The Polish-led force retained control in Babil, Karbala and Wasit.
The senior U.S. commander estimated that more than 360 of al-Sadr's fighters have been killed since last week, when the Najaf governor asked the multinational force to put down the uprising.
The commander said an estimated 2,000 militia fighters were in two places: a cemetery and the shrine.
He said the Marines and Iraqi National Guard troops had surrounded the mosque and were sweeping the cemetery in an operation he called "measured and methodical."
The commander said Marines and Iraqi forces were at a "safe distance" from the mosque and did not plan any immediate action.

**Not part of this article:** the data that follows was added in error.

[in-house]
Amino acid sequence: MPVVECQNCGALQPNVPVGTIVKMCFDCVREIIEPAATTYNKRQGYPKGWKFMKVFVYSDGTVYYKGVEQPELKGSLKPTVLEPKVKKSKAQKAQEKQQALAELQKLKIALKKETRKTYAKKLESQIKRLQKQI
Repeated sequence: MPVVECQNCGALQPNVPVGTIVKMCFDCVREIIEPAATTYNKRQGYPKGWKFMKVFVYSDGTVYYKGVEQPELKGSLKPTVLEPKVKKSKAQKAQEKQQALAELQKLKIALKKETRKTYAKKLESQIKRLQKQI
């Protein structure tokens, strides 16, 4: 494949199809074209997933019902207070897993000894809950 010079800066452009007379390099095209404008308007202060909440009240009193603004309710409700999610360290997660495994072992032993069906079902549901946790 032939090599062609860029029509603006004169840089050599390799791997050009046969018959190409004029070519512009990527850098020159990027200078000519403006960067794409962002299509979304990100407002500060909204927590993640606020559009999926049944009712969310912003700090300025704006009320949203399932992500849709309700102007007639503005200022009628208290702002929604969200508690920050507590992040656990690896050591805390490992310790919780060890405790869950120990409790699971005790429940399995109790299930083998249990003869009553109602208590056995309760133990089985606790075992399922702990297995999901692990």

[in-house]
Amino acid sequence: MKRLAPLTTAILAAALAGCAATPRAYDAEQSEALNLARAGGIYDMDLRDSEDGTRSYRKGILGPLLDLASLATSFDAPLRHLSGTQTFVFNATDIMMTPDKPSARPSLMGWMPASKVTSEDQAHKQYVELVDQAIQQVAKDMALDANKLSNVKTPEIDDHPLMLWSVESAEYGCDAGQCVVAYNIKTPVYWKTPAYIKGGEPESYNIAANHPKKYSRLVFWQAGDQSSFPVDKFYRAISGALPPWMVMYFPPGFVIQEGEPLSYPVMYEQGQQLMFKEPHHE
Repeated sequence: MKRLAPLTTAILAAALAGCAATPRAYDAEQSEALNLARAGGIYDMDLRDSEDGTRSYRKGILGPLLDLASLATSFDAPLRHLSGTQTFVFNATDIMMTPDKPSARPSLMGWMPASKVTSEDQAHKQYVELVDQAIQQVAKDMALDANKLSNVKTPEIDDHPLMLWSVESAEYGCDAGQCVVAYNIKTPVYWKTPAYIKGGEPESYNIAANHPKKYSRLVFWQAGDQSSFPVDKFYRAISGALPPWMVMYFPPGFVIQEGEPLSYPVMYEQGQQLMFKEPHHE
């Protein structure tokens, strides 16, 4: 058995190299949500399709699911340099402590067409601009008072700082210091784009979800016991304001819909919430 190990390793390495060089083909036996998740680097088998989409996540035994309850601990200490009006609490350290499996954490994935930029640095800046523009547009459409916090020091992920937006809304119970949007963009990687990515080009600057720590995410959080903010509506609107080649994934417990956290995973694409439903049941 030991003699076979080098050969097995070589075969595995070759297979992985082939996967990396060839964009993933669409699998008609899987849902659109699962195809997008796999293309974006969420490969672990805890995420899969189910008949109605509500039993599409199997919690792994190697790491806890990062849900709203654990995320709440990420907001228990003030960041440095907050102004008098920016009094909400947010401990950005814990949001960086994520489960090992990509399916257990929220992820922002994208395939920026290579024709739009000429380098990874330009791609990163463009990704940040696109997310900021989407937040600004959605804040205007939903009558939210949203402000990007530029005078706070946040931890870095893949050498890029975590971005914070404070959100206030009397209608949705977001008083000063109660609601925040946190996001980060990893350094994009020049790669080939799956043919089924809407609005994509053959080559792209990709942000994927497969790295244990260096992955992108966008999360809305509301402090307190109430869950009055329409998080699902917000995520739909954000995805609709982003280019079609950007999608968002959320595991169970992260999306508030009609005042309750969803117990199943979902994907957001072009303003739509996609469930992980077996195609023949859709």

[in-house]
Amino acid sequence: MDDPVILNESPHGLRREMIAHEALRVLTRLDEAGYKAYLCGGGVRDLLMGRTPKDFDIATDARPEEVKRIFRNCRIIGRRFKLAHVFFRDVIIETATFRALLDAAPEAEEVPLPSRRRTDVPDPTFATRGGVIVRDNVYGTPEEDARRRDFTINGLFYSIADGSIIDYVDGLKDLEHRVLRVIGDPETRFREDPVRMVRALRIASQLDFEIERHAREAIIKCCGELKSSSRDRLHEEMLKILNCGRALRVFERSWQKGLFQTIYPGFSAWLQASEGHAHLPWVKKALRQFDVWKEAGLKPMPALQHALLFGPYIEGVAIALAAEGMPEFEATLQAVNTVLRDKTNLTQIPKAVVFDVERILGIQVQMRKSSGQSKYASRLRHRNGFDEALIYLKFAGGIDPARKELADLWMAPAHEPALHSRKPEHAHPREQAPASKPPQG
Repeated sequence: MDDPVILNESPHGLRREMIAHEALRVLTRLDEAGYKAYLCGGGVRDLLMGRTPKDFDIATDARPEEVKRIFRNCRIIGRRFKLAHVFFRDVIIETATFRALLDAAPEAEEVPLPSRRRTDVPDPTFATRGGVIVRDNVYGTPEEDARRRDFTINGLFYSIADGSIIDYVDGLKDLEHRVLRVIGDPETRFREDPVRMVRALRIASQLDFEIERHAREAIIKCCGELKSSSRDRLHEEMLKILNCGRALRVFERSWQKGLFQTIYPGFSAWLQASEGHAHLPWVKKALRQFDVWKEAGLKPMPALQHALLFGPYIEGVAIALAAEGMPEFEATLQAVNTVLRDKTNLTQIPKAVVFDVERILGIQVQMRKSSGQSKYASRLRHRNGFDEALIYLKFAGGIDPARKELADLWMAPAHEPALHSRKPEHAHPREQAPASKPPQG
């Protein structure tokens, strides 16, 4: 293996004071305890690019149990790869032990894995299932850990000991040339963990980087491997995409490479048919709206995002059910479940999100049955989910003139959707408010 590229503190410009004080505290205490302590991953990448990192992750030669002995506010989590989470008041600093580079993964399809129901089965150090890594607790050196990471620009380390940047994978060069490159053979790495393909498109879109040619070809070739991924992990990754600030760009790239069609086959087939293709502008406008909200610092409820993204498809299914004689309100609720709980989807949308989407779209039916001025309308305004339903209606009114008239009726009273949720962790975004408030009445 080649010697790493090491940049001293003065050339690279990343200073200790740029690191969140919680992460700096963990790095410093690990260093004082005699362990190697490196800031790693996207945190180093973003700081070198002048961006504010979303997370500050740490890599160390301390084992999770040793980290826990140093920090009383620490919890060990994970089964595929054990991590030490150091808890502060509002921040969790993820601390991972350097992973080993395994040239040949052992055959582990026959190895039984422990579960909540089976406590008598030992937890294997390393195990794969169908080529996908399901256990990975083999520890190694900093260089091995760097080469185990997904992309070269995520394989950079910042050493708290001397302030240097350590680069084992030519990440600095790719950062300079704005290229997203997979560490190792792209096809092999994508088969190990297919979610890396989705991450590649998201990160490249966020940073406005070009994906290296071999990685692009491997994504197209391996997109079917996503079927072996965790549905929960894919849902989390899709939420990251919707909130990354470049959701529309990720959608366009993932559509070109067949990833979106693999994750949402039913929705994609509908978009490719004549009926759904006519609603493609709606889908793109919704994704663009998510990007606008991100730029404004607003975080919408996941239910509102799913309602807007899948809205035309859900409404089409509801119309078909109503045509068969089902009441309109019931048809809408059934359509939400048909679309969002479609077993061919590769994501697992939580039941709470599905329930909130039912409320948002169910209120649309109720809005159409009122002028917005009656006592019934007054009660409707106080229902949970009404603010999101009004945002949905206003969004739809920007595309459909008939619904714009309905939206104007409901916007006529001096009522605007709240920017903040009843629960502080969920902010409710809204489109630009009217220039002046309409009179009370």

He said about 2,000 Marines from the 11th Marine Expeditionary Unit and about 1,800 Iraqi National Guardsmen were in the area.
The commander said the Marines were not focusing on al-Sadr and were not involved in any negotiations, saying Iraqis would handle any talks.
The goal is to prevent the rebels from being resupplied and reinforced at the mosque, which they are using as a safe house, the commander said.
Al-Sadr said the situation in Najaf cannot improve until the United States leaves Iraq. "Let us remove the occupation first, then there will be freedom and democracy, but no democracy nor freedom with the occupation," he said.
Iraqi Interim Prime Minister Ayad Allawi paid a surprise visit to Najaf on Sunday, calling on the militia fighters to "leave the holy sites quickly, lay down their weapons and return to the rule of order and law."